Mobile apps have become a booming industry in the past decade, and their use will only continue to grow. Mobile apps are inherently more convenient for the workforce, as they can do tasks such as check their emails, see updates on projects, and call their co-workers with the tap of a button, all from anywhere at any time.
The boom of mobile apps has led to some familiar tech problems though, in the form of hackers and malware. Since phones often contain very sensitive information, hackers are always looking for ways to gain access to people’s phones. To combat this, your business should start implementing important security practices.
6 Key Practices to Developing Secure Mobile Apps
1. Cybersecurity Training
All technical problems should always be protected at the user level. To do this, make sure that all of your employees are properly trained and informed about proper cybersecurity practices. This should not be done as a single meeting, it should be integrated into your business’ training program. User errors make up a huge percentage of all breaches, so your employees must know the dangers of a breach.
Do regular checkups of employees to see if they are following cybersecurity practices properly. Simple things such as safe passwords, never bringing any confidential information home where it’s not protected by your security software and IT team, and informing higher-ups or the IT team of any breaches immediately. Informed users are the best defence against attacks.
2. Keep Development Confidential
While working on your apps, it’s important that everybody only has access to what they are supposed to have access to. Your Android or iOS devs must also have their workflow obfuscated to prevent corporate espionage. There are tools to prevent such things from happening. In addition, ensure that all your communication lines are encrypted to prevent any security breaches.
The danger of your development process going public is simple. It would be the equivalent of building a fortress, then leaving the blueprints on the front door for anybody to see. Keeping your development cycle confidential and confusing is key to ensuring mobile app security. The most surefire way to prevent leaks is having all your developers sign an NDA.
3. Require Strong Authentication
You have the usual “strong password” practices which are composed of:
At least 15 to 30 characters in length
Uses numerals, symbols, uppercase and lowercase letters
Regularly changed every three to six months (every month for high-risk targets)
But you should also use Two-Factor Authentication (TFA). TFA is basically like having two locks on your app’s door. Whether it’s for the user or the developer, TFA should be the standard as it essentially doubles your password security. For even more extra security, biometric authentication such as fingerprint and retinal scans can be used.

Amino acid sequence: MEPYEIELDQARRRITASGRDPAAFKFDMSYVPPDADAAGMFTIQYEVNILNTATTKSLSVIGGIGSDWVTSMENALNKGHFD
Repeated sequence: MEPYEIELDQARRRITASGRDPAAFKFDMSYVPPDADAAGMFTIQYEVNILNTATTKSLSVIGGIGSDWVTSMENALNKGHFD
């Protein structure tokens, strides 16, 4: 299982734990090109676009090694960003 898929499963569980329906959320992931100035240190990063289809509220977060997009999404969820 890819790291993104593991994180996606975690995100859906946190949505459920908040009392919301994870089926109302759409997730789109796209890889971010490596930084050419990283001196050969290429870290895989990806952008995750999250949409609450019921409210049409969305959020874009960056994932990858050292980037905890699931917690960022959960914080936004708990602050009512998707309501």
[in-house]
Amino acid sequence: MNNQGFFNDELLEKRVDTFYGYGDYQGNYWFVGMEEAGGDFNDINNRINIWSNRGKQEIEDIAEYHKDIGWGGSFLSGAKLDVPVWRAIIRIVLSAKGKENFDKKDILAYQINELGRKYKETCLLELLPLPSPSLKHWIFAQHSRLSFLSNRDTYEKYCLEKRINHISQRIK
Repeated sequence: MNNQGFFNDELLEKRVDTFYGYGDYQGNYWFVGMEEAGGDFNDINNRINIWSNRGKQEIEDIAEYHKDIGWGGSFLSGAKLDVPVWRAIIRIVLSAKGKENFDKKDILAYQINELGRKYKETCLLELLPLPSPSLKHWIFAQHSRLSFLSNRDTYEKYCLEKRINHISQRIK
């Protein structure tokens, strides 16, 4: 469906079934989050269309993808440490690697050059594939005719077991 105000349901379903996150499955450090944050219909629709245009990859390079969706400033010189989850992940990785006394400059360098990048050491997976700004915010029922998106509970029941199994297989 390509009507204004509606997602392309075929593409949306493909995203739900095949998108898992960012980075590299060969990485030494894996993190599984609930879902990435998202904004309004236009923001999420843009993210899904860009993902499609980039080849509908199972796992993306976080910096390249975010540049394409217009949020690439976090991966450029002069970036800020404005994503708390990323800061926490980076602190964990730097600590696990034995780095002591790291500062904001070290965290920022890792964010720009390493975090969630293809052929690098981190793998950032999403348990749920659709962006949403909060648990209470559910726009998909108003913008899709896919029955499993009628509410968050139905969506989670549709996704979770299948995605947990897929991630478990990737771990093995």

4. Secure Your Code
The code itself should also be difficult to comprehend for hackers, as it will either stop them in their tracks or slow them down enough for your IT team to notice the breach. Obfuscate your code with techniques such as:
Third-Party Protection Tools
Your code is the very essence of your application, so making it hard to break as possible is essential to a safe and secure mobile app.
5. Be Careful with Third-Party Assets
When using third-party tools and libraries, ensure that you’re only using the most trustworthy and reputable ones. The best way to find a good third-party tool would be to ask for recommendations from your IT team or even a business partner. In addition to their input, also check for unbiased reviews of the software or code being used to see if it’s truly safe.
Relying on third-party tools is difficult because it means your developers will never have full control over the asset, especially if it is not an open-source tool. Vulnerabilities might not be spotted for years despite regular use from several developers. When using third-party tools, ensure that the provider is willing to be liable and assist in the event of a vulnerability being discovered.
6. Regular Risk Assessments
It’s important to have good compliance risk management at all stages of development. Prevention is the best cure, and risk assessment is exactly that. Make use of white hat hackers and your QA team to find as many vulnerabilities as possible before release. While there’s likely no way you can catch them all, this minimizes future risks, especially if you intend on regular updates.
Familiarize yourself with the compliance laws in your area, as your location could dictate what security measures you have to have in place. For example, if you are doing regular business in Canada, regulations such as the Privacy Act and Access to Information Act ensure the privacy of user data, and such is a requirement for any business activity in Canada.
There are a lot of cybersecurity practices that can’t be covered by this one article, but these will cover your bases. Make sure to adjust as needed for the scale and location of your business.
Originally written by:
Regi Publico is a full-time writer based in Manila who is also an artist for fun. She takes pride in her towering collection of books and loves reading about anything under the sun. She is passionate about sharing her knowledge through every article that she writes.